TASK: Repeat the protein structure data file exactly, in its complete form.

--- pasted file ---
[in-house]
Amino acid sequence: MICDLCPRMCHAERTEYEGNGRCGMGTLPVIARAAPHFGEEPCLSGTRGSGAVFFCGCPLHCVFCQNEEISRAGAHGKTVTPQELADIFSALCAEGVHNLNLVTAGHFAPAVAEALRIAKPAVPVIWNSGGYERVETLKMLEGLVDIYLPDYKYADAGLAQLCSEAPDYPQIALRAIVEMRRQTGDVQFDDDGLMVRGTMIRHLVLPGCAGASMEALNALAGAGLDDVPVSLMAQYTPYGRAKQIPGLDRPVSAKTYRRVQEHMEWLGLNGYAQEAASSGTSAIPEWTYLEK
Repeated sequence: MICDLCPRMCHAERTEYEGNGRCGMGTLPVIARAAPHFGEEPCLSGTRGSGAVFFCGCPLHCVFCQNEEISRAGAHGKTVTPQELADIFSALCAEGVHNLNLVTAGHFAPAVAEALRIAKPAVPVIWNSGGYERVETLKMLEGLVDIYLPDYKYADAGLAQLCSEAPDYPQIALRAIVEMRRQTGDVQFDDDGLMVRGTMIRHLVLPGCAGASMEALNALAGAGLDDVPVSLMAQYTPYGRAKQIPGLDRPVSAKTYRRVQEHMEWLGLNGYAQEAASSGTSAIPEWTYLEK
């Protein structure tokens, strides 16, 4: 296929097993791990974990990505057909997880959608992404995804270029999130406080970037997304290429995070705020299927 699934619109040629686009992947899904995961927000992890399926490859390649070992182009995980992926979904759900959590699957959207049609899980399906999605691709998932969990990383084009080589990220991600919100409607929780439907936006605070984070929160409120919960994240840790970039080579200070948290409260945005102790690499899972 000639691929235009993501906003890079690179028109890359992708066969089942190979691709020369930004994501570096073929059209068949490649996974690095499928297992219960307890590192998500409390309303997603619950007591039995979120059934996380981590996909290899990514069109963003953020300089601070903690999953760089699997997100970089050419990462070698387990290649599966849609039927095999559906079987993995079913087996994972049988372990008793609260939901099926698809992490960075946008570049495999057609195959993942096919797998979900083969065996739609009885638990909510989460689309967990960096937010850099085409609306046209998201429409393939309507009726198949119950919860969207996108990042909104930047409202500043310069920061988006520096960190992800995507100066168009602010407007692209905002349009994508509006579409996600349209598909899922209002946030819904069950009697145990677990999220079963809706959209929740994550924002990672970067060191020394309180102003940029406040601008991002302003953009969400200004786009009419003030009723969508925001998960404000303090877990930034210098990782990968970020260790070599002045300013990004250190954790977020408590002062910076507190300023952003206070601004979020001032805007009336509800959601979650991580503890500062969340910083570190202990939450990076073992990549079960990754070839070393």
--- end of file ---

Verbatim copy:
[in-house]
Amino acid sequence: MICDLCPRMCHAERTEYEGNGRCGMGTLPVIARAAPHFGEEPCLSGTRGSGAVFFCGCPLHCVFCQNEEISRAGAHGKTVTPQELADIFSALCAEGVHNLNLVTAGHFAPAVAEALRIAKPAVPVIWNSGGYERVETLKMLEGLVDIYLPDYKYADAGLAQLCSEAPDYPQIALRAIVEMRRQTGDVQFDDDGLMVRGTMIRHLVLPGCAGASMEALNALAGAGLDDVPVSLMAQYTPYGRAKQIPGLDRPVSAKTYRRVQEHMEWLGLNGYAQEAASSGTSAIPEWTYLEK
Repeated sequence: MICDLCPRMCHAERTEYEGNGRCGMGTLPVIARAAPHFGEEPCLSGTRGSGAVFFCGCPLHCVFCQNEEISRAGAHGKTVTPQELADIFSALCAEGVHNLNLVTAGHFAPAVAEALRIAKPAVPVIWNSGGYERVETLKMLEGLVDIYLPDYKYADAGLAQLCSEAPDYPQIALRAIVEMRRQTGDVQFDDDGLMVRGTMIRHLVLPGCAGASMEALNALAGAGLDDVPVSLMAQYTPYGRAKQIPGLDRPVSAKTYRRVQEHMEWLGLNGYAQEAASSGTSAIPEWTYLEK
């Protein structure tokens, strides 16, 4: 296929097993791990974990990505057909997880959608992404995804270029999130406080970037997304290429995070705020299927 699934619109040629686009992947899904995961927000992890399926490859390649070992182009995980992926979904759900959590699957959207049609899980399906999605691709998932969990990383084009080589990220991600919100409607929780439907936006605070984070929160409120919960994240840790970039080579200070948290409260945005102790690499899972 000639691929235009993501906003890079690179028109890359992708066969089942190979691709020369930004994501570096073929059209068949490649996974690095499928297992219960307890590192998500409390309303997603619950007591039995979120059934996380981590996909290899990514069109963003953020300089601070903690999953760089699997997100970089050419990462070698387990290649599966849609039927095999559906079987993995079913087996994972049988372990008793609260939901099926698809992490960075946008570049495999057609195959993942096919797998979900083969065996739609009885638990909510989460689309967990960096937010850099085409609306046209998201429409393939309507009726198949119950919860969207996108990042909104930047409202500043310069920061988006520096960190992800995507100066168009602010407007692209905002349009994508509006579409996600349209598909899922209002946030819904069950009697145990677990999220079963809706959209929740994550924002990672970067060191020394309180102003940029406040601008991002302003953009969400200004786009009419003030009723969508925001998960404000303090877990930034210098990782990968970020260790070599002045300013990004250190954790977020408590002062910076507190300023952003206070601004979020001032805007009336509800959601979650991580503890500062969340910083570190202990939450990076073992990549079960990754070839070393």